Saved. Delivered. Redeemed. Most church people use these words as though they were synonyms. But this story from Numbers 3 suggests to us that they are not. They are certainly closely related to each other, but each carries its own nuances. God’s glorious plan for reconciling His people with Himself involves all three: salvation, deliverance, and redemption.
We see it in the story of the Exodus – as God saved His people from the final plague on Egypt. God went through the land, taking the life of the firstborn male in every family – as well as the firstborn of the livestock.
But the firstborn male in every Israelite family was saved because of the blood of the lamb painted on the doorway. God passed over those homes.
Even though Pharaoh then told Moses to take the Israelites and get out of Egypt, they were not yet delivered. Pharaoh had told Moses three times before that some or all of the people could go, then changed his mind.
And he changed his mind even after the final plague. While the Israelites were camped out near the Sea, Pharaoh led his army into the desert to stop them. It was through the Sea that God delivered His people, by enabling them to cross and then sweeping the Egyptian army into the Sea. Their salvation came first – when they were spared destruction. Their deliverance then came – when they were freed permanently from their Egyptian masters.
But even then, they were not redeemed. There’s a little verse in Exodus 13 that helps us to understand why that was necessary. It came between the passing over of the Israelite homes and the deliverance through the Sea. On the day the Israelites left Egypt, God told Moses, “Consecrate to (or set apart for) me every firstborn male. The first offspring of every womb among the Israelites belongs to me, whether man or animal.”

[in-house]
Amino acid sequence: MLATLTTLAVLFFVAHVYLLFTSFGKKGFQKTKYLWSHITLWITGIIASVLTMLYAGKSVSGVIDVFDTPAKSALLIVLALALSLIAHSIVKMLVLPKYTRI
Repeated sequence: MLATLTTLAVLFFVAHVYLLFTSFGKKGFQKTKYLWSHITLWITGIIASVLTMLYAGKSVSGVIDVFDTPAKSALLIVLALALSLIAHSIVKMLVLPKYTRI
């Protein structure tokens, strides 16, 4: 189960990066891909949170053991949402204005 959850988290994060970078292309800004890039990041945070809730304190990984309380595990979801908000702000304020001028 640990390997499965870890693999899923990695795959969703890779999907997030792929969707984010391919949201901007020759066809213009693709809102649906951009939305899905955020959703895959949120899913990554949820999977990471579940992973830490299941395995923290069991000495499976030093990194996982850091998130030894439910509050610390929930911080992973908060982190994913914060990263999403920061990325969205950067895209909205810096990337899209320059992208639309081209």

Because God had taken the firstborn sons of the Egyptians and spared the firstborn sons of the Israelites,
He claimed them for His own. That is why in Numbers 3:12 & 13, we read of God’s telling Moses:
“I have taken the Levites from among the Israelites in place of the first male offspring of every Israelite woman. The Levites are mine, for all the firstborn are mine. When I struck down all the firstborn in Egypt, I set apart for myself every firstborn in Israel, whether man or animal. They are to be mine. I am the LORD.”
Because God saved them, they belonged to Him. He set them apart for Himself. The word God uses here is “consecrated” – the same word He uses for those who will serve Him in the Tabernacle. But God was not going to take the firstborn male of every family for service in the Tabernacle. Because the firstborn son was a vital part of the Israelite culture – the one on whom the family’s hopes were pinned, the one who would take care of Mom when Dad died – God was not going to disrupt the entire culture. Instead, He redeemed them with the entire tribe of male Levites. Although that altered the course of the Levites, they adapted and developed their own culture – which included pensions to take care of older Levites and widows.
You may have noticed that it was not an exactly one-for-one exchange. There were 22,273 firstborn males among the other tribes – probably counting only the ones born after the Israelites left Egypt. It only makes sense that God would redeem them with adult Levites, since very young boys cannot do much work in the Tabernacle. However, there were only 22,000 Levites – leaving 273 who were to be redeemed with cash: five shekels of silver each.
That may seem silly to set up an alternative redemption system for the handful of remaining firstborn sons – but it was not silly to God. This tells us that it was important to God that each of them be redeemed, because each of them was valuable. Scholars have bickered for thousands of years about whether these numbers are literal, symbolic, or inflated – but what matters here is that God deems all the firstborn valuable and worthy of redemption.